I grew up in a time when single mothers were scorned, when people who ate meat on Friday went to purgatory, when interracial marriage was illegal in many parts of the United States … My husband’s mother married a black Bermudian, and most of her family refused to speak to her for years. There were few visible minorities.
Gays did not only have no option to marry, they were closeted and lucky if they kept their sexuality hidden, tormented by local bullies, or prosecuted under archaic laws against homosexuality if found in compromising positions.
But times have changed. Change happens because you care enough to make a difference, when enough like-minded people decide that the guiding principles they’ve been following either no longer make sense, or are plainly unjust.
It’s frustrating to watch how slowly organizations and governments move to make change. The people speak, and when their voices shake society’s pillars, those who control power acknowledge a possible problem. In order to defer action until it’s decided if the issue is good or bad for those in power, comprehensive studies are done, dragging out the questioning still longer. When finally a solution is presented, it’s inevitably a compromise that makes no one completely happy, but which we all hail as a step forward.
There are downsides and upsides to expediting change. While it’s frustrating to wait for the wheels of progress to turn, lore tells us that slow change would be of a “sober second thought.” But in a world that regularly examines and attempts advancements based on new ideas and technological advancements, a less cumbersome process allows opportunities for change that really matters. And if the change is not completely positive, swift movement to curb or perfect that change should occur.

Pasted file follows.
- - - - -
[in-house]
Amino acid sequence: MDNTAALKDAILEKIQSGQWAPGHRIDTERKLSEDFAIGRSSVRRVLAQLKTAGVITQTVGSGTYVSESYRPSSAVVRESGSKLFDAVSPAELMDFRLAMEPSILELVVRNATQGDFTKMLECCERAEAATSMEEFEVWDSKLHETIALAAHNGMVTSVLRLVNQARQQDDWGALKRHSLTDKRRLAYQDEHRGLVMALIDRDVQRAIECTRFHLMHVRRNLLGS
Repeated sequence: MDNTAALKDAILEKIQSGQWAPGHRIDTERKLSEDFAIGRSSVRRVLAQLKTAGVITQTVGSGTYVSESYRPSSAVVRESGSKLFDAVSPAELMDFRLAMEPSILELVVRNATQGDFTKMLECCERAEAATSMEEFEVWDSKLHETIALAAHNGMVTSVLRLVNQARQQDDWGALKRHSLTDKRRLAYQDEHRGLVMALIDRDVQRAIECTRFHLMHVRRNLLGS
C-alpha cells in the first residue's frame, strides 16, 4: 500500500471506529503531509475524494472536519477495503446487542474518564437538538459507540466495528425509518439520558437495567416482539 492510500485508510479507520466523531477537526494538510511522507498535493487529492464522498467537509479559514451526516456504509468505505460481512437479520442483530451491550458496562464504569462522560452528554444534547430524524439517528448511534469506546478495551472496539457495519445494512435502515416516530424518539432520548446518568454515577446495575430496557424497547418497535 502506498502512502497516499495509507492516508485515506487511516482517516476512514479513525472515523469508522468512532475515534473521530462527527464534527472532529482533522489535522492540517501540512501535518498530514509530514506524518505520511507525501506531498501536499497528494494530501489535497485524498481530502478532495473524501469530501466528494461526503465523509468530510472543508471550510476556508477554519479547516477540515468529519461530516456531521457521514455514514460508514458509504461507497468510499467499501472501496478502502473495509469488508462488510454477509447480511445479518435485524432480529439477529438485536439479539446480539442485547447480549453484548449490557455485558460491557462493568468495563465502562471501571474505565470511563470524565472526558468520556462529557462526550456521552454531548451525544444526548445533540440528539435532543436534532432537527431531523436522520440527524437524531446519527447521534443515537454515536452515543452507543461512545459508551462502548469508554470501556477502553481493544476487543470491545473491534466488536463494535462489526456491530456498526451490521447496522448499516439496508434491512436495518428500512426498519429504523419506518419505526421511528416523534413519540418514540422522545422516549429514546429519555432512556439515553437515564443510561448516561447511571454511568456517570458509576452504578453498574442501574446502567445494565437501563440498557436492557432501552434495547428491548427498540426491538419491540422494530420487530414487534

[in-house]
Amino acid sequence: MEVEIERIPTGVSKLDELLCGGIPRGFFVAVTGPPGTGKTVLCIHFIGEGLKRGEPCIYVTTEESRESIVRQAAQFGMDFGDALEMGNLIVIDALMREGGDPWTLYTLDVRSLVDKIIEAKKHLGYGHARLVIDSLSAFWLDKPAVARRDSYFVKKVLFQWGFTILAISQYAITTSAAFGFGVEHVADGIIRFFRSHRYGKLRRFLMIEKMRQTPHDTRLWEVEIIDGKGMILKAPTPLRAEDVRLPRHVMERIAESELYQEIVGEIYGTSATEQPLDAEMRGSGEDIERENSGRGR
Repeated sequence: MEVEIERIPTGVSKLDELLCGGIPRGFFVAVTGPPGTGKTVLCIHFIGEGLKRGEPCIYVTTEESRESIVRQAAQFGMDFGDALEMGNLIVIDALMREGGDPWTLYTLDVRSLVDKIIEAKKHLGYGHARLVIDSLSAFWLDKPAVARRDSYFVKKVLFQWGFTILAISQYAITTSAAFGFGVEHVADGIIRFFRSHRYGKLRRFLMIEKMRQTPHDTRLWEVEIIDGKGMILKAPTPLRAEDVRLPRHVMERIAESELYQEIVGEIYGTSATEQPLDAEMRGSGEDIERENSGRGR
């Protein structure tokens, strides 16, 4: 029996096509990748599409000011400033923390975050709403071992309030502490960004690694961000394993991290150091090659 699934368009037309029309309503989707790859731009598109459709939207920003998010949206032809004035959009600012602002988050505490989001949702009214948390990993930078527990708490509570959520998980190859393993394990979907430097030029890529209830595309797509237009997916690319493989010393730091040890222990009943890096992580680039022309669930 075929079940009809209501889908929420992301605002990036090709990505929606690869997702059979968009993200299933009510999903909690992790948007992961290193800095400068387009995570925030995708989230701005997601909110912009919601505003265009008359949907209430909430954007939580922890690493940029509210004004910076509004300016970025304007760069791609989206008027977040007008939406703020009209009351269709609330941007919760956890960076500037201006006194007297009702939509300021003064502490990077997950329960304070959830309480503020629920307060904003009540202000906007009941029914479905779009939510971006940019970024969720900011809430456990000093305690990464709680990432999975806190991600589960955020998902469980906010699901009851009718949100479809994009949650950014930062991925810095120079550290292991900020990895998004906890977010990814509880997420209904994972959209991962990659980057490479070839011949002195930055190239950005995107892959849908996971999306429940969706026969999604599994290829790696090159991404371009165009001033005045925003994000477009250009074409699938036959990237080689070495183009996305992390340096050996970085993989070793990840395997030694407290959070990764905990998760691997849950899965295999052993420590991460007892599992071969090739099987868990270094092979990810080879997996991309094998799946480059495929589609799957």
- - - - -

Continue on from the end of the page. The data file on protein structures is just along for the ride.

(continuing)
Funny how we absorb change. In 1993, the late Senator Daniel Patrick Moynihan wrote an insightful paper on how American society has coped with massive social change. When deviant behaviours – from births to unmarried women, to violent crime, to a simple rejiggering of our attitudes towards pornography – reach a certain level, we soothe ourselves by “defining deviancy down.” By declaring these behaviours normal, we take the stigma and the sting out of the action.
He had another theory, of “iatrogenic government.” This proposes that some social problems may have been inadvertently caused by government; for instance, the conservative contention that liberal policies produce a culture of dependency. (In the medical field, an iatrogenic ailment is one inadvertently induced by a physician or medicine.)
“The central conservative truth is that it is culture, not politics, that determines the success of society. The central liberal truth is that politics can change a culture and save it from itself.” Politics is an argument about the future.
By defining deviancy down, those who prefer to live peacefully are kept lulled by what they are told by authority figures. While they may sense a problem, they are easily soothed when a mainstream media assures them that this is the ‘new normal.’